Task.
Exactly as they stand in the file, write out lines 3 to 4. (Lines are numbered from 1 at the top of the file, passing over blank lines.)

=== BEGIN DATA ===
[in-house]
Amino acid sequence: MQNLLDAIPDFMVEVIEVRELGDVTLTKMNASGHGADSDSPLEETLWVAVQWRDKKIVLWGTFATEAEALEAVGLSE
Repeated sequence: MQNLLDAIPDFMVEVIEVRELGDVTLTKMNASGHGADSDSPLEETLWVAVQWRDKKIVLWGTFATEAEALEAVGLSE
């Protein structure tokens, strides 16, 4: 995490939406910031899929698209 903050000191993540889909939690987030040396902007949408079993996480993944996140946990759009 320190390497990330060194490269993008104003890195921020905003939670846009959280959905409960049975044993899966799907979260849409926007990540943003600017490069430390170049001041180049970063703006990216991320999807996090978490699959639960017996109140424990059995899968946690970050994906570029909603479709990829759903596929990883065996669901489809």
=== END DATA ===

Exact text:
Repeated sequence: MQNLLDAIPDFMVEVIEVRELGDVTLTKMNASGHGADSDSPLEETLWVAVQWRDKKIVLWGTFATEAEALEAVGLSE
């Protein structure tokens, strides 16, 4: 995490939406910031899929698209 903050000191993540889909939690987030040396902007949408079993996480993944996140946990759009 320190390497990330060194490269993008104003890195921020905003939670846009959280959905409960049975044993899966799907979260849409926007990540943003600017490069430390170049001041180049970063703006990216991320999807996090978490699959639960017996109140424990059995899968946690970050994906570029909603479709990829759903596929990883065996669901489809």